Basma Abdel Aziz, born in 1976 in Cairo, is an award-winning writer, sculptor and psychiatrist who specializes in treating victims of torture. A much-celebrated novelist and a long-standing vocal critic of government oppression in Egypt, she is a human rights defender who earned the nickname »the rebel« early on. She is the author of several works of non-fiction. In 2016, she was named one of »Foreign Policy«’s Global Thinkers for her debut novel »Al-Tabuur« (2013; Eng. »The Queue«, 2016), which was also long-listed for the 2017 BTBA and shortlisted for the 2018 TA First Translation Prize. She was also named by The Gottlieb Duttweiler Institute as one of the top influencers of Arabic public opinion in 2018.
Abdel Aziz’s short stories won the Sawiris Cultural Award competition in 2008 and the General Organization for Cultural Palaces Award. In her début novel, she creates a portrait of authoritarianism. Even if the location of the events is not explicitly mentioned, it is, without a doubt, Egypt. The story is narrated from the perspective of average citizens who, after a failed uprising, are forced to stand in line at a gate, behind which the central power hides, in order to receive the basic necessities. The people who gather there represent every social class. Among them is Yahya, who has been wounded by a bullet and denied treatment at a private hospital because the doctors are not allowed to remove bullets without special permission. Thus, Yahya’s protest is his own survival in the public queue. The authoritarian system is not only supported by the state, but also by religious powers that are personified in the novel by the »High Sheikh«, who tries to persuade Yahya that the deadly bullets must be accepted as if they were a gift from God. A mobile service provider is of course also integrated into the repressive system so that the state can wiretap its users. »The Queue« has been compared to Kafka’s work and Orwell’s »1984«, even though the story is not about a dystopia, but rather a sharp portrait of post-Arab Spring society. Abdel Aziz is also the author of the sociological and historical study »Temptation of Absolute Power« (2009), in which she documents and analyzes the violence directed toward Egyptian citizens by the police and security agencies; this study earned her the Ahmed Bahaa-Eddin Award.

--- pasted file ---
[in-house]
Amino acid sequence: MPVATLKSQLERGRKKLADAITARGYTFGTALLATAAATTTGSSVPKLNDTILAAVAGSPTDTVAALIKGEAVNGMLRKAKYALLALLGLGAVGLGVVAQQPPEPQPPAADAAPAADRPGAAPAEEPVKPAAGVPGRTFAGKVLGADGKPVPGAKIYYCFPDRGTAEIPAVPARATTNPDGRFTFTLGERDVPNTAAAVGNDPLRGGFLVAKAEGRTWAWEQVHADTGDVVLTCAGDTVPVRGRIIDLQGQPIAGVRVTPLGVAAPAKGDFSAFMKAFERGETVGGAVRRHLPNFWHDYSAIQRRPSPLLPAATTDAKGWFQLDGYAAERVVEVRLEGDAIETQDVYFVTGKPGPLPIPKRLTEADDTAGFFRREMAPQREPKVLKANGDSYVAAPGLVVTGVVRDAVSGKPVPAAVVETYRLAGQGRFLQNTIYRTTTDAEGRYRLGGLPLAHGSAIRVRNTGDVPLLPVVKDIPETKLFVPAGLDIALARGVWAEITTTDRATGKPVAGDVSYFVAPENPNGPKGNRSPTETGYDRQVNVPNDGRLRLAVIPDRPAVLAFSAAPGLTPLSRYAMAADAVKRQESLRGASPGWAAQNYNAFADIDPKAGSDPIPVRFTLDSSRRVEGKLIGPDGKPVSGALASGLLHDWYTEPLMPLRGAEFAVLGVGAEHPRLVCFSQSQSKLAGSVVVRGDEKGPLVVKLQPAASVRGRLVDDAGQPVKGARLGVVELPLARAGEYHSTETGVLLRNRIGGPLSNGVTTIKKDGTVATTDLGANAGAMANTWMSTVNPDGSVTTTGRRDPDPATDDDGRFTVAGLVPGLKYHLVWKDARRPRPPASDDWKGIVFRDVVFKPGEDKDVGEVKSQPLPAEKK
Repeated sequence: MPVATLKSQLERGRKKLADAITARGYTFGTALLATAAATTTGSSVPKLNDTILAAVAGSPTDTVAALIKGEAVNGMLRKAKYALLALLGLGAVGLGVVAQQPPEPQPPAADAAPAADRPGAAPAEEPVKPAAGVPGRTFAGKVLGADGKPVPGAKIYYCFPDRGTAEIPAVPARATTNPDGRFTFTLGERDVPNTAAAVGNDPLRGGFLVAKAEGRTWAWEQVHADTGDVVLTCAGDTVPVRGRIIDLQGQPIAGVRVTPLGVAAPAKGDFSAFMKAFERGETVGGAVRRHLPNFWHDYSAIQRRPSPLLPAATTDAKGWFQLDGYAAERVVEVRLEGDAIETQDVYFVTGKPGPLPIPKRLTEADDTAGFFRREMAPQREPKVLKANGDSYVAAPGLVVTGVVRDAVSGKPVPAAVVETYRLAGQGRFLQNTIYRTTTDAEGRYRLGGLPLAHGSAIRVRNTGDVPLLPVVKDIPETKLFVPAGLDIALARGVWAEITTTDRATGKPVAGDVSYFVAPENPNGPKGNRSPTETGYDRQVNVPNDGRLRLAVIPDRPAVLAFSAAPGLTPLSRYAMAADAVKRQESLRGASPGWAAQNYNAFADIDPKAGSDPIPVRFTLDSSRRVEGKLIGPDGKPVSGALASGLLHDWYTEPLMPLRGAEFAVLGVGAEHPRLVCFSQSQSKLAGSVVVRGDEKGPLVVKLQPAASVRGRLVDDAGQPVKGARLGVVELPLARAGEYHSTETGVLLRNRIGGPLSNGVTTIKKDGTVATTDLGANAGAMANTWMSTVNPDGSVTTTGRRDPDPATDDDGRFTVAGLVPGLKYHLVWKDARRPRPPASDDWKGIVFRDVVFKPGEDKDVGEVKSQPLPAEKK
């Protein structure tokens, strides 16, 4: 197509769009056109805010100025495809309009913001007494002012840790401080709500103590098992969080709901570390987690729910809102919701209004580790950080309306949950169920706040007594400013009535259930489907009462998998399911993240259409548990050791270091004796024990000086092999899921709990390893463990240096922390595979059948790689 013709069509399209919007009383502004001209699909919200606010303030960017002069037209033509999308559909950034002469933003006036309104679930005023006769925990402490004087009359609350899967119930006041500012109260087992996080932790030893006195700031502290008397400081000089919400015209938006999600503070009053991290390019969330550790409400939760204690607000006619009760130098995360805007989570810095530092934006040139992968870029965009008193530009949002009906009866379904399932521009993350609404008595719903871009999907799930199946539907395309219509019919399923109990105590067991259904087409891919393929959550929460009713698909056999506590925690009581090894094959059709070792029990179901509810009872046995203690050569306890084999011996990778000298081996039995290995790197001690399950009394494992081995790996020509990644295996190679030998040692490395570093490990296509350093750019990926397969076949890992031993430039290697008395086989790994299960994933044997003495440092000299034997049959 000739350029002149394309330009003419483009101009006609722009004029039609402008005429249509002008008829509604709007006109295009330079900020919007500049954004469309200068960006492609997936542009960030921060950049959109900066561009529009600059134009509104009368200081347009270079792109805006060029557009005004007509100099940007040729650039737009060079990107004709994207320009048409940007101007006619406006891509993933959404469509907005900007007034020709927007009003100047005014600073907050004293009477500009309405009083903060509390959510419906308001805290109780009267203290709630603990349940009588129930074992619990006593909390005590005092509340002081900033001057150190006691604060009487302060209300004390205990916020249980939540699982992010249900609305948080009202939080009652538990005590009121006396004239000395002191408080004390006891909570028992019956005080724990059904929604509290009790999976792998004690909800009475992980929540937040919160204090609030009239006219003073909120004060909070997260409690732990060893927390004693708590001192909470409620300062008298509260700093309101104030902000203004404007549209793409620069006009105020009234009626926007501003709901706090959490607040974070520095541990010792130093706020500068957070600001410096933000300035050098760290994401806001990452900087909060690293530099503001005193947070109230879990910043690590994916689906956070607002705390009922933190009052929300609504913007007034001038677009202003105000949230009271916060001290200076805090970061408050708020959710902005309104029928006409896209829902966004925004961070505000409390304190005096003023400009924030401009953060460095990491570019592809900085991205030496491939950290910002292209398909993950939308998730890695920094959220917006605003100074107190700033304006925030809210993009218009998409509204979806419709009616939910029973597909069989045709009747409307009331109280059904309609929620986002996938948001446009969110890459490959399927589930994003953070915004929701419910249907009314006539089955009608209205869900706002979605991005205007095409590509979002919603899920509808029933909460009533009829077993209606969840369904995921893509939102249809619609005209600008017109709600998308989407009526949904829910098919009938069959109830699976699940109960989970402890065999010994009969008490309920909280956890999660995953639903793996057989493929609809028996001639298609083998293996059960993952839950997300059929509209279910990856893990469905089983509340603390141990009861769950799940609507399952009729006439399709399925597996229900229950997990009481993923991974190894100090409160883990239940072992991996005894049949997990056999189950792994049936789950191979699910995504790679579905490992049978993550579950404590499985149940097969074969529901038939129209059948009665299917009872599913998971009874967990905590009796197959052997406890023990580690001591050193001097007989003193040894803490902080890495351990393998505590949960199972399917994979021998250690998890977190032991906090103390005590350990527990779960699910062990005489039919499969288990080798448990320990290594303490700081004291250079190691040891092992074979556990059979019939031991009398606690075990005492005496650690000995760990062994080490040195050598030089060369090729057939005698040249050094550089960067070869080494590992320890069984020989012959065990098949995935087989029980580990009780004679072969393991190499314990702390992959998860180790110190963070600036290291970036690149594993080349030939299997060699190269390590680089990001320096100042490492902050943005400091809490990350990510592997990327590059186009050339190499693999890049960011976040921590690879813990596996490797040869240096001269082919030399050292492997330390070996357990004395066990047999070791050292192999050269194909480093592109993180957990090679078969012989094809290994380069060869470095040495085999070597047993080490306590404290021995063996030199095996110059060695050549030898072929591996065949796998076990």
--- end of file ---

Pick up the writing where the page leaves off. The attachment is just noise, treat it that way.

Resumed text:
Her work as a visual artist has been exhibited in, among others, the Mahmoud Mokhtar Museum. She has also exhibited her works in private showrooms. She lives in Cairo.